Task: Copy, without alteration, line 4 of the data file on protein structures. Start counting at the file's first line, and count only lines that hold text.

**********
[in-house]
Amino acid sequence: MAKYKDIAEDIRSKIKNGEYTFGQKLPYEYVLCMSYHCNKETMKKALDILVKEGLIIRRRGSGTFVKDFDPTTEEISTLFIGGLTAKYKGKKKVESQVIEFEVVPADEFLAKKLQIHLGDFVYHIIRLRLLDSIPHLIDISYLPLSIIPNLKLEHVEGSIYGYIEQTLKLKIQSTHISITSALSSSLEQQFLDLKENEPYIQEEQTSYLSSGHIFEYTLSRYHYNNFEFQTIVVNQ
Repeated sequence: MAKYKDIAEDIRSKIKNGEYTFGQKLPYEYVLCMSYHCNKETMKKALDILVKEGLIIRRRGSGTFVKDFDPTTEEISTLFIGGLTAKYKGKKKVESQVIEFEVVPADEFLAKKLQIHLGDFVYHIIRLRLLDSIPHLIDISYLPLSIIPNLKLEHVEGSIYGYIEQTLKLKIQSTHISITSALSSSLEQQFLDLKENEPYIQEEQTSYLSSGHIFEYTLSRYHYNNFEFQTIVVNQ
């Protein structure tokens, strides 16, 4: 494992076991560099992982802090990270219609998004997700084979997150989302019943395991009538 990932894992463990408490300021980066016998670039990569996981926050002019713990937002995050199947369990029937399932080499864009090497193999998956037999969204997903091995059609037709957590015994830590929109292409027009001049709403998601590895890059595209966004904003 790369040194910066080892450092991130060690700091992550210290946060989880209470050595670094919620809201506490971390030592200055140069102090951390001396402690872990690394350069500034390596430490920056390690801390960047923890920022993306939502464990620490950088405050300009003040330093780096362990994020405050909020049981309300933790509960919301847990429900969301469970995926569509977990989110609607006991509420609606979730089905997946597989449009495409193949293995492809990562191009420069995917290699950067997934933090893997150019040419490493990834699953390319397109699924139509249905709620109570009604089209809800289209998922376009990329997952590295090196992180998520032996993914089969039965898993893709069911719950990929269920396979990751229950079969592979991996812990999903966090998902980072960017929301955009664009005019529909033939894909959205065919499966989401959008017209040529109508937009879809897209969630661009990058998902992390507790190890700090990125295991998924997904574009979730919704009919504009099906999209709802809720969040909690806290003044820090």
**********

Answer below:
């Protein structure tokens, strides 16, 4: 494992076991560099992982802090990270219609998004997700084979997150989302019943395991009538 990932894992463990408490300021980066016998670039990569996981926050002019713990937002995050199947369990029937399932080499864009090497193999998956037999969204997903091995059609037709957590015994830590929109292409027009001049709403998601590895890059595209966004904003 790369040194910066080892450092991130060690700091992550210290946060989880209470050595670094919620809201506490971390030592200055140069102090951390001396402690872990690394350069500034390596430490920056390690801390960047923890920022993306939502464990620490950088405050300009003040330093780096362990994020405050909020049981309300933790509960919301847990429900969301469970995926569509977990989110609607006991509420609606979730089905997946597989449009495409193949293995492809990562191009420069995917290699950067997934933090893997150019040419490493990834699953390319397109699924139509249905709620109570009604089209809800289209998922376009990329997952590295090196992180998520032996993914089969039965898993893709069911719950990929269920396979990751229950079969592979991996812990999903966090998902980072960017929301955009664009005019529909033939894909959205065919499966989401959008017209040529109508937009879809897209969630661009990058998902992390507790190890700090990125295991998924997904574009979730919704009919504009099906999209709802809720969040909690806290003044820090």